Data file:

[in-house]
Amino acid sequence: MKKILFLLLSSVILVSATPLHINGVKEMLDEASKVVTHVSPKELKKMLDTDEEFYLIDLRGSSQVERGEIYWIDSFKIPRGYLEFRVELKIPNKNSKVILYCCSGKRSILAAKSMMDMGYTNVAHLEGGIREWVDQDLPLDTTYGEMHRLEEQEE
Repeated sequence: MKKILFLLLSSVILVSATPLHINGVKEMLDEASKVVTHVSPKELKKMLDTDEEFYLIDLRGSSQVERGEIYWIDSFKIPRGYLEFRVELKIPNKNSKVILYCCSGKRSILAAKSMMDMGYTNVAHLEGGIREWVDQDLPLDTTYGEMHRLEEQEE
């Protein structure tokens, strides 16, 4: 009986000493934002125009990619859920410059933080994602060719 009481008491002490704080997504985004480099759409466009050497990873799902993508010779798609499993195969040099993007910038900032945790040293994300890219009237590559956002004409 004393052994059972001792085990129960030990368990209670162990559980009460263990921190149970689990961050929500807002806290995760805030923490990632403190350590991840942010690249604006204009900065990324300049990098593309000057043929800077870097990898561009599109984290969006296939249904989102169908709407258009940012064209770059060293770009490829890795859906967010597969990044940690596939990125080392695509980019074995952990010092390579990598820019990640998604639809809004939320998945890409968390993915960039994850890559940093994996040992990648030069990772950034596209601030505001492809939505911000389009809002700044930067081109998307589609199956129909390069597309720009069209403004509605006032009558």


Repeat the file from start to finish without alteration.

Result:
[in-house]
Amino acid sequence: MKKILFLLLSSVILVSATPLHINGVKEMLDEASKVVTHVSPKELKKMLDTDEEFYLIDLRGSSQVERGEIYWIDSFKIPRGYLEFRVELKIPNKNSKVILYCCSGKRSILAAKSMMDMGYTNVAHLEGGIREWVDQDLPLDTTYGEMHRLEEQEE
Repeated sequence: MKKILFLLLSSVILVSATPLHINGVKEMLDEASKVVTHVSPKELKKMLDTDEEFYLIDLRGSSQVERGEIYWIDSFKIPRGYLEFRVELKIPNKNSKVILYCCSGKRSILAAKSMMDMGYTNVAHLEGGIREWVDQDLPLDTTYGEMHRLEEQEE
């Protein structure tokens, strides 16, 4: 009986000493934002125009990619859920410059933080994602060719 009481008491002490704080997504985004480099759409466009050497990873799902993508010779798609499993195969040099993007910038900032945790040293994300890219009237590559956002004409 004393052994059972001792085990129960030990368990209670162990559980009460263990921190149970689990961050929500807002806290995760805030923490990632403190350590991840942010690249604006204009900065990324300049990098593309000057043929800077870097990898561009599109984290969006296939249904989102169908709407258009940012064209770059060293770009490829890795859906967010597969990044940690596939990125080392695509980019074995952990010092390579990598820019990640998604639809809004939320998945890409968390993915960039994850890559940093994996040992990648030069990772950034596209601030505001492809939505911000389009809002700044930067081109998307589609199956129909390069597309720009069209403004509605006032009558």